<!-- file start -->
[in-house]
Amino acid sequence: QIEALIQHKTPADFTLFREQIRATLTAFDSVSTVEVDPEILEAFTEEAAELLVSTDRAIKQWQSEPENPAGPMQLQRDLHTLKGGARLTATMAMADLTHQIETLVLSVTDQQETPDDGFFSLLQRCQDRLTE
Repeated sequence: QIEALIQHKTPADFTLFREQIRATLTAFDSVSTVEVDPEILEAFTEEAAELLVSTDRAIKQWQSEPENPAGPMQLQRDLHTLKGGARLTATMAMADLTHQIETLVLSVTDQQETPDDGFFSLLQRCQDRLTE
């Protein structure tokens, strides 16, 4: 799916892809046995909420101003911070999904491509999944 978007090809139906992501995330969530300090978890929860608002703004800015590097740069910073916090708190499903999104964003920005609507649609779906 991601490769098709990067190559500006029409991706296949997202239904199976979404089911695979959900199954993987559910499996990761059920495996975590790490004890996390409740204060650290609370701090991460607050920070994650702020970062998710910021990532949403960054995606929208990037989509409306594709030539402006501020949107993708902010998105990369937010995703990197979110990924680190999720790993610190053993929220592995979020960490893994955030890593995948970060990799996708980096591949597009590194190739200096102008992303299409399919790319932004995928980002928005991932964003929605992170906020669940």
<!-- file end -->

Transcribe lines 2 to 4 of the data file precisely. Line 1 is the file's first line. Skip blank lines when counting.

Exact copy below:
Amino acid sequence: QIEALIQHKTPADFTLFREQIRATLTAFDSVSTVEVDPEILEAFTEEAAELLVSTDRAIKQWQSEPENPAGPMQLQRDLHTLKGGARLTATMAMADLTHQIETLVLSVTDQQETPDDGFFSLLQRCQDRLTE
Repeated sequence: QIEALIQHKTPADFTLFREQIRATLTAFDSVSTVEVDPEILEAFTEEAAELLVSTDRAIKQWQSEPENPAGPMQLQRDLHTLKGGARLTATMAMADLTHQIETLVLSVTDQQETPDDGFFSLLQRCQDRLTE
């Protein structure tokens, strides 16, 4: 799916892809046995909420101003911070999904491509999944 978007090809139906992501995330969530300090978890929860608002703004800015590097740069910073916090708190499903999104964003920005609507649609779906 991601490769098709990067190559500006029409991706296949997202239904199976979404089911695979959900199954993987559910499996990761059920495996975590790490004890996390409740204060650290609370701090991460607050920070994650702020970062998710910021990532949403960054995606929208990037989509409306594709030539402006501020949107993708902010998105990369937010995703990197979110990924680190999720790993610190053993929220592995979020960490893994955030890593995948970060990799996708980096591949597009590194190739200096102008992303299409399919790319932004995928980002928005991932964003929605992170906020669940």